KENNETH AARON SHINEDLING v. SUNBEAM PRODUCTS INC

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United States Court of Appeals, Ninth Circuit.

KENNETH AARON SHINEDLING, Guardian Ad Litem for A.L.S, A.C.S and A.A.S.; et al., Plaintiffs-Appellees, v. SUNBEAM PRODUCTS, INC., a Delaware Corporation, Defendant-Appellant.

No. 15-56891

    Decided: June 30, 2017

Before: KOZINSKI and OWENS, Circuit Judges, and WILKEN,** Senior District Judge.

MEMORANDUM*

1. Viewing the evidence in the light most favorable to plaintiffs, substantial evidence supports the jury's finding that Sunbeam Products, Inc.'s warnings were inadequate to alert plaintiffs of the fire risks associated with the space heater, particularly the danger of using the heater while sleeping. See Jackson v. Deft, Inc., 273 Cal. Rptr. 214, 223 (Ct. App. 1990) (“In most cases ․ the adequacy of a warning is a question of fact for the jury.”); see also Harper v. City of Los Angeles, 533 F.3d 1010, 1021 (9th Cir. 2008).

2. Regarding bystander damages, there is substantial evidence that the girls were “present at the scene of the injury-producing event at the time it occur [red] and [were] then aware that it [was] causing injury to the victim.” Thing v. La Chusa, 771 P.2d 814, 815 (Cal. 1989). The jury was able to find that the girls could have had “very little doubt” that their mother was “in the house that [they] saw engulfed in flames.” In re Air Crash Disaster Near Cerritos, California, On Aug. 31, 1986 (Estrada), 967 F.2d 1421, 1425 (9th Cir. 1992). As in Estrada, “[t]he injury-producing event was the fire,” and the girls were not required to be aware of its cause. Id.; see also Fortman v. Förvaltningsbolaget Insulan AB, 151 Cal. Rptr. 3d 320, 329 n.4 (Ct. App. 2013).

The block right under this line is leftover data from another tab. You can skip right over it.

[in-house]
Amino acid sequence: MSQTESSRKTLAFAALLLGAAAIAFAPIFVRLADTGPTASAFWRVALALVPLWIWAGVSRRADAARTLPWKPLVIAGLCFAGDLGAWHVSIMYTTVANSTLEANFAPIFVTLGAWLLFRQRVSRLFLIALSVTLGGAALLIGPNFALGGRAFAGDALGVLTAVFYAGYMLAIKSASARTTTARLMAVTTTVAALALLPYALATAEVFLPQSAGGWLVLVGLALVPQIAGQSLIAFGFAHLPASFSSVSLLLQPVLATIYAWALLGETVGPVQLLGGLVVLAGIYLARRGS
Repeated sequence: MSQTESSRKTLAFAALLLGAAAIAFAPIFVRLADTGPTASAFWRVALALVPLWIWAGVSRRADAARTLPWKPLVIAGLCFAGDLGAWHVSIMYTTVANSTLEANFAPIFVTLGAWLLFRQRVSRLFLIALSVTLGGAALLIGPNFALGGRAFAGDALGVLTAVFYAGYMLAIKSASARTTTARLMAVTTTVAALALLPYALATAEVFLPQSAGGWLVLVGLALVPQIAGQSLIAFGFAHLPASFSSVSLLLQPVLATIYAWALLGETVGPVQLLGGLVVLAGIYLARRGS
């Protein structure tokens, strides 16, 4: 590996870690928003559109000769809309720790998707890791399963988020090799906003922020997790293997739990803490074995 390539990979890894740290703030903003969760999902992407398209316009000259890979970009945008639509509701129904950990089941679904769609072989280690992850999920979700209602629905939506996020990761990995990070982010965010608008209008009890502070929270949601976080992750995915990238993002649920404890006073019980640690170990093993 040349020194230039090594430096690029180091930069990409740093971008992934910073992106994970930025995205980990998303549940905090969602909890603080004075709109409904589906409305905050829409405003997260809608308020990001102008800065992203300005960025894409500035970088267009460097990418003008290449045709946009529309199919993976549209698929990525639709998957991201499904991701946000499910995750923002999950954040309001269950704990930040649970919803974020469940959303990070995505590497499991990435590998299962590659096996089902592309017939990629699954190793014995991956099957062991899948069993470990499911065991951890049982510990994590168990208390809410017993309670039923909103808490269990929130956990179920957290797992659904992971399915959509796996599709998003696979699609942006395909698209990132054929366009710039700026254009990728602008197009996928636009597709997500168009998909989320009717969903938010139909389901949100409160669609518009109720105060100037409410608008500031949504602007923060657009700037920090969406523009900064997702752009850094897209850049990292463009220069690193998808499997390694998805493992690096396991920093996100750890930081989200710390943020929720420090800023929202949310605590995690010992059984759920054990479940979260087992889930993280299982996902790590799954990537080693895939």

3. Finally, substantial evidence supports the amount of emotional distress damages awarded to the girls, and the district court did not abuse its discretion by denying Sunbeam's motion for a new trial based on excessive damages. See Gasperini v. Ctr. for Humanities, Inc., 518 U.S. 415, 435-36 (1996); Toscano v. Greene Music, 21 Cal. Rptr. 3d 732, 736 (Ct. App. 2004) (Under California law, “[t]he amount of damages ․ is a fact question committed to the discretion of the trial judge on a motion for new trial; an award of damages will not be disturbed if it is supported by substantial evidence.”).

AFFIRMED.

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